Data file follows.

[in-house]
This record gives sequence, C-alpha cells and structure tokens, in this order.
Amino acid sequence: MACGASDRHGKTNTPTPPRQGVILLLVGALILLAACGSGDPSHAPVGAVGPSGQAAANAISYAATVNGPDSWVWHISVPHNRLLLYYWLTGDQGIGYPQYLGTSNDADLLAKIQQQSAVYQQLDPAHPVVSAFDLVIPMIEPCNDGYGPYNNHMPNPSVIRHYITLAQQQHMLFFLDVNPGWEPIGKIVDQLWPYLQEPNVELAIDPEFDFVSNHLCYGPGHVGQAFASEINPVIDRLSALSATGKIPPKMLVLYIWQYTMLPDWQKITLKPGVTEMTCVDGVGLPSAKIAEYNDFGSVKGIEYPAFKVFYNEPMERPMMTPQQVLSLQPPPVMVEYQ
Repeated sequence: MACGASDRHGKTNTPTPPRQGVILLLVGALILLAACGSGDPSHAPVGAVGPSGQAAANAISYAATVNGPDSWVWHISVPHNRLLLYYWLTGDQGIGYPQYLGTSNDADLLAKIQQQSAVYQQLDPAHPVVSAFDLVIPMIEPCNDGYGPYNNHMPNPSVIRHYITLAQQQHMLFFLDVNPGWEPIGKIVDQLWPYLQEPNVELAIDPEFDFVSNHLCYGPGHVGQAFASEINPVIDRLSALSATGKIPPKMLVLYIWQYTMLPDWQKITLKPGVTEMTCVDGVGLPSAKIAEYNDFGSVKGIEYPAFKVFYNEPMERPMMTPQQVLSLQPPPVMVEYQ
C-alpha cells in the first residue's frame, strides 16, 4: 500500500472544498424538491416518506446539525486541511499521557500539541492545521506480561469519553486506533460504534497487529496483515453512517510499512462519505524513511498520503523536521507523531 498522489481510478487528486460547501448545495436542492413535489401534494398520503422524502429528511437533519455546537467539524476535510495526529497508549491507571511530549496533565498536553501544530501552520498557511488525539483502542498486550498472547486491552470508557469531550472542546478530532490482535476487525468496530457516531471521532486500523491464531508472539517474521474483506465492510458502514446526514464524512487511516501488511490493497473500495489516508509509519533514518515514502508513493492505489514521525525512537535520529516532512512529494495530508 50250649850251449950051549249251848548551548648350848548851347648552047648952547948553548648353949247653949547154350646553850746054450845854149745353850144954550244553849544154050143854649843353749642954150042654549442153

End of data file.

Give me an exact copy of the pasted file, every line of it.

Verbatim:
[in-house]
This record gives sequence, C-alpha cells and structure tokens, in this order.
Amino acid sequence: MACGASDRHGKTNTPTPPRQGVILLLVGALILLAACGSGDPSHAPVGAVGPSGQAAANAISYAATVNGPDSWVWHISVPHNRLLLYYWLTGDQGIGYPQYLGTSNDADLLAKIQQQSAVYQQLDPAHPVVSAFDLVIPMIEPCNDGYGPYNNHMPNPSVIRHYITLAQQQHMLFFLDVNPGWEPIGKIVDQLWPYLQEPNVELAIDPEFDFVSNHLCYGPGHVGQAFASEINPVIDRLSALSATGKIPPKMLVLYIWQYTMLPDWQKITLKPGVTEMTCVDGVGLPSAKIAEYNDFGSVKGIEYPAFKVFYNEPMERPMMTPQQVLSLQPPPVMVEYQ
Repeated sequence: MACGASDRHGKTNTPTPPRQGVILLLVGALILLAACGSGDPSHAPVGAVGPSGQAAANAISYAATVNGPDSWVWHISVPHNRLLLYYWLTGDQGIGYPQYLGTSNDADLLAKIQQQSAVYQQLDPAHPVVSAFDLVIPMIEPCNDGYGPYNNHMPNPSVIRHYITLAQQQHMLFFLDVNPGWEPIGKIVDQLWPYLQEPNVELAIDPEFDFVSNHLCYGPGHVGQAFASEINPVIDRLSALSATGKIPPKMLVLYIWQYTMLPDWQKITLKPGVTEMTCVDGVGLPSAKIAEYNDFGSVKGIEYPAFKVFYNEPMERPMMTPQQVLSLQPPPVMVEYQ
C-alpha cells in the first residue's frame, strides 16, 4: 500500500472544498424538491416518506446539525486541511499521557500539541492545521506480561469519553486506533460504534497487529496483515453512517510499512462519505524513511498520503523536521507523531 498522489481510478487528486460547501448545495436542492413535489401534494398520503422524502429528511437533519455546537467539524476535510495526529497508549491507571511530549496533565498536553501544530501552520498557511488525539483502542498486550498472547486491552470508557469531550472542546478530532490482535476487525468496530457516531471521532486500523491464531508472539517474521474483506465492510458502514446526514464524512487511516501488511490493497473500495489516508509509519533514518515514502508513493492505489514521525525512537535520529516532512512529494495530508 50250649850251449950051549249251848548551548648350848548851347648552047648952547948553548648353949247653949547154350646553850746054450845854149745353850144954550244553849544154050143854649843353749642954150042654549442153